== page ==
Indian Journal of Thoracic and Cardiovascular Surgery 12/2014;
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    ABSTRACT: Traumatic brachial artery injuries are important peripheral vascular injuries. Vascular lacerations of the upper extremity can result in severe dysfunction, loss of limbs, and/or death. Emergency surgery has almost always been needed immediately after arterial injuries. In our practice, however, we have encountered Syrian refugees presenting with symptoms and signs of ischemia 2 months following brachial artery sustained in war. A lot of reports on brachial artery injury are found in literature, but revascularization after 2 months for completely transected arteries was the most unique aspect of our cases.
    Indian Journal of Thoracic and Cardiovascular Surgery 12/2014;
  • Indian Journal of Thoracic and Cardiovascular Surgery 09/2014;
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    ABSTRACT: Endodermal cysts, also known as enteric cysts, enterogenous cysts, neuroenteric cysts, gastrocystoma, teratomatous, or archenteric cysts, are derived from endoderm in the gastrointestinal (GI) or rarely from the respiratory tract. These are the result of faulty separation of ectodermal and endodermal layers leading to inclusion of endodermal tissues and cyst formation [1]. The developmental anomalies can be separated into bronchopulmonary (from the lung bud), vascular, or combined (including lung and vascular elements) [2]. The lung bud anomalies include agenesis, atresia, congenital lobar emphysema, congenital cystic adenomatoid malformation (CCAM), bronchogenic cyst (BC), pulmonary sequestration, tracheal bronchus (pig trachea), or accessory cardiac bronchus [2]. BC is the common anomaly of the tracheobronchial bud. The common site is the mediastinum but tracheobronchial tree and intrapulmonary origin have been reported. Other rare origin sites included pericardial tissue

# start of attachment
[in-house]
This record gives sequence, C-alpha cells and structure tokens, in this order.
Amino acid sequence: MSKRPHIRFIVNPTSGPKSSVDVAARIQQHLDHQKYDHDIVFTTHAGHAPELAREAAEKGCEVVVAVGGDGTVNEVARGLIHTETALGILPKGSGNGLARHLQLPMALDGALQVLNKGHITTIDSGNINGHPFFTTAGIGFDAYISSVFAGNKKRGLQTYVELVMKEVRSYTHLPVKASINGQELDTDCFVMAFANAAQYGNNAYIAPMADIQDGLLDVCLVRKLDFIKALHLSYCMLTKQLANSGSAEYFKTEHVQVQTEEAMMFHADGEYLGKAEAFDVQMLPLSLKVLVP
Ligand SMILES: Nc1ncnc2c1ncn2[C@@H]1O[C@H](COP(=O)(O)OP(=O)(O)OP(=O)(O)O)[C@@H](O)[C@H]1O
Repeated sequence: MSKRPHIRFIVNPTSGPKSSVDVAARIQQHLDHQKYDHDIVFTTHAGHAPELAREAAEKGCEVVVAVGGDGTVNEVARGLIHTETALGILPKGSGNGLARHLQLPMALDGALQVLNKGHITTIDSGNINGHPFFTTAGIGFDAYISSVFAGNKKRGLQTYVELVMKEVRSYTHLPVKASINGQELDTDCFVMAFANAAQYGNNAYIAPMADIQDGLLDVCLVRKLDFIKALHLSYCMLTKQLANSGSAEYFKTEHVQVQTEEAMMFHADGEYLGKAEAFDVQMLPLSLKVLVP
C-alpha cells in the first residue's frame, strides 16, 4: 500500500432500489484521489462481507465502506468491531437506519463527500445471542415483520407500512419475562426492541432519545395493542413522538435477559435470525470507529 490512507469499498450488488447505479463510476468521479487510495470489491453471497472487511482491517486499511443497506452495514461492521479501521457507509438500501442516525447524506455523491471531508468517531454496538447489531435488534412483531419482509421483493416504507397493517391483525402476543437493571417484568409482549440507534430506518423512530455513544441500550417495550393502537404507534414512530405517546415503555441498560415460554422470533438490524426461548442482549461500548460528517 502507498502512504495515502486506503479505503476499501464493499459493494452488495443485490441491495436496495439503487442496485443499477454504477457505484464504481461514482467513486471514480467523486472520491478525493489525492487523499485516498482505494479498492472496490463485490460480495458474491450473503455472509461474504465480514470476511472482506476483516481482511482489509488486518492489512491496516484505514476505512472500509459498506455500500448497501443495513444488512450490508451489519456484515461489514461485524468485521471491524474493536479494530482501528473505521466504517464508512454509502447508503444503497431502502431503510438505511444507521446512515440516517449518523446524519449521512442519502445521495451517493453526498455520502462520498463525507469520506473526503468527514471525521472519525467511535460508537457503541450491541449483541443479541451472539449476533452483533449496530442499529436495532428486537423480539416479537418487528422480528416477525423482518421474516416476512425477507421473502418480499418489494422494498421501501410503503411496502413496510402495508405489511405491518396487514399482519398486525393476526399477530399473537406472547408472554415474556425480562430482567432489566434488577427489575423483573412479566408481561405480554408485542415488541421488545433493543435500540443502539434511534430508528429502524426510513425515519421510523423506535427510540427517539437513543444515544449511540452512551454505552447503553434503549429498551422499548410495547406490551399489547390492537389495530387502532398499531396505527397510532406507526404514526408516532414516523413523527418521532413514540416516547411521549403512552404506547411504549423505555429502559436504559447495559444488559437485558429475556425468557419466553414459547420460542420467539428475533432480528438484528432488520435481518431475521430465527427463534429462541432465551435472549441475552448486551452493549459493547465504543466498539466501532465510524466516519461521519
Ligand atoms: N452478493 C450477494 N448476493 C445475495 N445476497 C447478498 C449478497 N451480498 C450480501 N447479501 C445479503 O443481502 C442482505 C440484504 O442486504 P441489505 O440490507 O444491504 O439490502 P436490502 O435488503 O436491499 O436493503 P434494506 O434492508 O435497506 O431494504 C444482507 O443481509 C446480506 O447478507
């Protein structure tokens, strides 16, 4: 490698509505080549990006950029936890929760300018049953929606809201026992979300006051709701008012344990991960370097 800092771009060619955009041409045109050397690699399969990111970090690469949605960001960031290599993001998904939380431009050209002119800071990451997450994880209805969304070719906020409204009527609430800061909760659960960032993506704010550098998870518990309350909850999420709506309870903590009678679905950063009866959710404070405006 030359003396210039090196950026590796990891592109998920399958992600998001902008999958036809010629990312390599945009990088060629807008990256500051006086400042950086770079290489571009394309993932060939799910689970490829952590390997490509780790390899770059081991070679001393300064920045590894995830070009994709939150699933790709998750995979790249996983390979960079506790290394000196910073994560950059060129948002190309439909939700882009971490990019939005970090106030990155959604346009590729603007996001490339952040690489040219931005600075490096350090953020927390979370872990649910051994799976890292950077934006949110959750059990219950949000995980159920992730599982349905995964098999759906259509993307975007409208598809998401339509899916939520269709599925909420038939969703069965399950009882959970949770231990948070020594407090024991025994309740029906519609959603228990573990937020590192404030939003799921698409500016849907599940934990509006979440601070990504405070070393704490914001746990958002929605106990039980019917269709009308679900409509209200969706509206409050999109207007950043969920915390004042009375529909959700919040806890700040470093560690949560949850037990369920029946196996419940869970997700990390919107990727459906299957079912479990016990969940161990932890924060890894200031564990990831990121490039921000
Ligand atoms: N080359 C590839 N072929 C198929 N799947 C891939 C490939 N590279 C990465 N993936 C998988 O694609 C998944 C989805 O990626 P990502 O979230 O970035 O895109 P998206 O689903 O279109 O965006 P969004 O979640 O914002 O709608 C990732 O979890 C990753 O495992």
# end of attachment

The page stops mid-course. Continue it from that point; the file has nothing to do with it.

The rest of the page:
Indian Journal of Thoracic and Cardiovascular Surgery 06/2014; 30(2).